Tidal patterns made by ocean waves, sand and marine life are captured by the photographic process of Meghann Riepenhoff, a US artist fascinated by the nature of humans’ relationship to an impermanent landscape. She will be creating a site-specific work for Photofairs San Francisco by the shore at the city’s Fort Mason arts centre.

Born in Atlanta, GA, Meghann Riepenhoff is a photographic artist living in San Francisco, CA and Bainbridge Island, WA. She has been published in Harper’s Magazine, Aperture PhotoBook Review, BOMB Magazine Word Choice, B&W+Color, The Seattle Times, and Zyzzyva. Her exhibition record includes High Museum of Art, San Francisco Arts Commission Gallery, Kohler Art Center, Galerie du Monde (Hong Kong), Santa Cruz Museum of Art and History, San Francisco Camerawork, The Center for Fine Art Photography, Memphis College of Art, Foley Gallery, The McLoughlin Gallery, Duncan Miller Gallery, Royal NoneSuch Gallery, Craft Studio Gallery at The University of Missouri, Regina Rex, Photographic Center NW, Atlanta Photography Group Gallery, Memphis College of Art, and Museo de la Ciudad. In 2014, Charlotte Cotton awarded her 1st place in the Camera Club of New York’s Annual Juried Competition, she was a Nominee for the Baum Award, received Honorable Mention for the John Clarence Laughlin Award, and was selected as a Top 50 Photographer by Critical Mass.

Works from Riepenhoff’s series, Littoral Drift (2013–ongoing), are large-scale dynamic cyanotypes made in collaboration with the landscape. Rather than photographing a scene with film and camera, the artist takes direct imprints from nature. After coating sheets of paper with homemade cyanotype emulsion, she exposes them to the elements, partially submerging them in ocean waves, draping them over a tree branch during a rainstorm or burying them in snow pack. Water, sunlight and sediments, such as sand, salt, detritus and impurities, activate the photosensitive chemicals to create fluid, painterly abstractions of the landscape in Prussian blue or white. The prints’ titles indicate the location, date and conditions under which they were made, anchoring each in a specific moment in time and underscoring the performative aspect of the series.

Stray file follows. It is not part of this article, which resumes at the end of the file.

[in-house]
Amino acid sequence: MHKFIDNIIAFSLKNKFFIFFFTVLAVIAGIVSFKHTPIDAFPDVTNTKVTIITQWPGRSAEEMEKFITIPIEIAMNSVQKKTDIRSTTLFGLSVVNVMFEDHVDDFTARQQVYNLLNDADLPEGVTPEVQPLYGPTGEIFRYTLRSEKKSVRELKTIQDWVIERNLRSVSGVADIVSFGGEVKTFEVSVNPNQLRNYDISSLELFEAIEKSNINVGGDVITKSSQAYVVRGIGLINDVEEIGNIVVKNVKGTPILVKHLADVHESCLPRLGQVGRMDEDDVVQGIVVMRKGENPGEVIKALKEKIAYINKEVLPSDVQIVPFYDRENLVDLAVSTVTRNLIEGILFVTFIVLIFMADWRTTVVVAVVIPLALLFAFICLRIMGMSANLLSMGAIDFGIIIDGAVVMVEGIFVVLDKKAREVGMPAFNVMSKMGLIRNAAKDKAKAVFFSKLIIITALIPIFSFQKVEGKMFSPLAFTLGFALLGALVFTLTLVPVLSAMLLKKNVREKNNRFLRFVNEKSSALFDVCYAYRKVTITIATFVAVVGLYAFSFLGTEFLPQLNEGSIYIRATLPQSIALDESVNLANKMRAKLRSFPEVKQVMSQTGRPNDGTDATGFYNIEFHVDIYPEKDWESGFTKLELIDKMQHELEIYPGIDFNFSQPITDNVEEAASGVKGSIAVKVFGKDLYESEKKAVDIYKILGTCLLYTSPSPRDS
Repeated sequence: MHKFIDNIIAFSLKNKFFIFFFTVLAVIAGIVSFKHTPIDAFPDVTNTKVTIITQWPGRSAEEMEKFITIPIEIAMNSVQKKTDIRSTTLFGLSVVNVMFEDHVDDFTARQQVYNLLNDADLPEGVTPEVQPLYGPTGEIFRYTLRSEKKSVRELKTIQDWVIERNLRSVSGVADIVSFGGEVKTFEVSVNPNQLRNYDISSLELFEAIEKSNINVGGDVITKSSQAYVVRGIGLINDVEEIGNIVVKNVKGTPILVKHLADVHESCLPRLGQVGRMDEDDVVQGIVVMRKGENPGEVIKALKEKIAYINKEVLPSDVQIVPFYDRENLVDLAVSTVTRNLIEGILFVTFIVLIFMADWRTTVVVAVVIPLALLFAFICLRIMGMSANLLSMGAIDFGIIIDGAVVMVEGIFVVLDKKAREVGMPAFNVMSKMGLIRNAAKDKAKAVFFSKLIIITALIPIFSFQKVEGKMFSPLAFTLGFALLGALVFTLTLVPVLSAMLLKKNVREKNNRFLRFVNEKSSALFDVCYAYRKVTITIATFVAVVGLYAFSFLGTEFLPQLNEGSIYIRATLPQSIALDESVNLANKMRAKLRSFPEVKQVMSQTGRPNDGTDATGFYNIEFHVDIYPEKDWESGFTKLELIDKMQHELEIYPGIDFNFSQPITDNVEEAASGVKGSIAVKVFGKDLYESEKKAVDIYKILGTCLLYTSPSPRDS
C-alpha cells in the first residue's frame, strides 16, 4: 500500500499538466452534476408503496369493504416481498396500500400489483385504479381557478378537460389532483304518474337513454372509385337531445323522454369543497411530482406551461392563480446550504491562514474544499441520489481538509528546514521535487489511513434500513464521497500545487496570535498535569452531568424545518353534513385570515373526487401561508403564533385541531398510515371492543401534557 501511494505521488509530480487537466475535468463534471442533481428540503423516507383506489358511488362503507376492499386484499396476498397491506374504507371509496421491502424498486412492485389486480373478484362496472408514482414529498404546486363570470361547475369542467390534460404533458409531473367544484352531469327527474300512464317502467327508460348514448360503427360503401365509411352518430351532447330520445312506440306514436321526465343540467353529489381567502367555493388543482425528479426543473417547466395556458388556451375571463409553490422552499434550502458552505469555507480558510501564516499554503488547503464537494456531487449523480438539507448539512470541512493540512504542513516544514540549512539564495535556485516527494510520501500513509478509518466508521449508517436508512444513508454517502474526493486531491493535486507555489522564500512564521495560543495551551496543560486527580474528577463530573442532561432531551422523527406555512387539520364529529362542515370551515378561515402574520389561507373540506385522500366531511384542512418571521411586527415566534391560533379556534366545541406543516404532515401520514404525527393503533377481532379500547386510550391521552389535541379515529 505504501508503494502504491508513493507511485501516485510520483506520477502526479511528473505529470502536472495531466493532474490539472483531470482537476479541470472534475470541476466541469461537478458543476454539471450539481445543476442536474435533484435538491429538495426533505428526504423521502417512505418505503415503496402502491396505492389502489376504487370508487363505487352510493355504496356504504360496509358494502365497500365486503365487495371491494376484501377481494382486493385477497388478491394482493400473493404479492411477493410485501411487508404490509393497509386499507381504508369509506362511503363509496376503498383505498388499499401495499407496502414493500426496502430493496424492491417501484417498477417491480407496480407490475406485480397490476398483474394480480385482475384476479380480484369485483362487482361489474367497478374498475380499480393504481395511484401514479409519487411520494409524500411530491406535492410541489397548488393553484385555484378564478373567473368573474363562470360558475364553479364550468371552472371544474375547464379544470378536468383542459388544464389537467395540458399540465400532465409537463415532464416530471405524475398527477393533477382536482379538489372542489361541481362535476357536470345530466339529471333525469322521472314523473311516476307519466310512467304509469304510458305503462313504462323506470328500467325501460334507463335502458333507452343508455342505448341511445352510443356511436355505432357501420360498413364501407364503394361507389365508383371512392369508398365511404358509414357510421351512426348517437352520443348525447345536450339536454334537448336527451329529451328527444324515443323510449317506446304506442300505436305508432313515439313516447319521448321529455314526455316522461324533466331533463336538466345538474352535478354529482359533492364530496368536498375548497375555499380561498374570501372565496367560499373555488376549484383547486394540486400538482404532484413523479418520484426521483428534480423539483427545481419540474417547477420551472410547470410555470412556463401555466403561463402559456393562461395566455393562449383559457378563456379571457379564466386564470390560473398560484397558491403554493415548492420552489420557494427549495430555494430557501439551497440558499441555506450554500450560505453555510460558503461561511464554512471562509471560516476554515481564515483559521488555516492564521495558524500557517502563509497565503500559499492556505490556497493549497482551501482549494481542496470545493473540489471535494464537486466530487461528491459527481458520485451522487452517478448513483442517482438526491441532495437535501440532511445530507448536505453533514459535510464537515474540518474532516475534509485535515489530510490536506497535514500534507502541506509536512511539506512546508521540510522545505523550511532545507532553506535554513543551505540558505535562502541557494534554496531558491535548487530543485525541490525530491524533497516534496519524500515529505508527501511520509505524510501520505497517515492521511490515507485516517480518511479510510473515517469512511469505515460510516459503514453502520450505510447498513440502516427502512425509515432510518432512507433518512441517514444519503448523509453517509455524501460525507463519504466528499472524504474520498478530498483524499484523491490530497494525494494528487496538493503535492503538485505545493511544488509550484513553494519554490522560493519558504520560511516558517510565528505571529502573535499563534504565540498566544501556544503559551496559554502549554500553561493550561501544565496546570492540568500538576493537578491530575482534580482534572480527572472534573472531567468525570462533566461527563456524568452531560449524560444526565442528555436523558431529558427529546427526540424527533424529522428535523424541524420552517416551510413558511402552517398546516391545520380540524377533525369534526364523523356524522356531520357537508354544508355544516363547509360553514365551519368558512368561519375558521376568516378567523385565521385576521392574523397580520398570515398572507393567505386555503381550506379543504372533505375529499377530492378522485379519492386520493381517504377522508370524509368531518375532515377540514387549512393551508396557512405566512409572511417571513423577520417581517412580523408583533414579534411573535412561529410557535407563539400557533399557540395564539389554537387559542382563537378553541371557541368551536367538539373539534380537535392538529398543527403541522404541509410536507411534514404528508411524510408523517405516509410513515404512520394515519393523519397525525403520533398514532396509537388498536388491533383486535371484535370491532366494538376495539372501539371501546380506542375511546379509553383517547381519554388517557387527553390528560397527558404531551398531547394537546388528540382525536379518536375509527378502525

Riepenhoff only partially fixes her cyanotypes, leaving residual photosensitive chemistry to react to light and the environment. A print’s colors may fluctuate in intensity or salt crystals may bloom on the surface of the paper, subtly changing the artwork over time. The shifting qualities of these “living” prints are both a desirable aesthetic outcome and reflect themes of impermanence, time and mutability that are consistent throughout Riepenhoff’s work.

Riepenhoff is currently an Affiliate Artist at Headlands Center for the Arts and has been an artist in residence at Rayko Photo Center and Banff Centre for the Arts. She has lectured at Brown University, San Francisco Photo Alliance, California College of the Arts,  Society for Photographic Education Conference, University of Art and Design (Queretaro, Mexico), and has hosted workshops on the value of photography for at-risk youth. She earned her BFA in Photography from The University of Georgia and her MFA from San Francisco Art Institute, where she is now a member of the visiting faculty.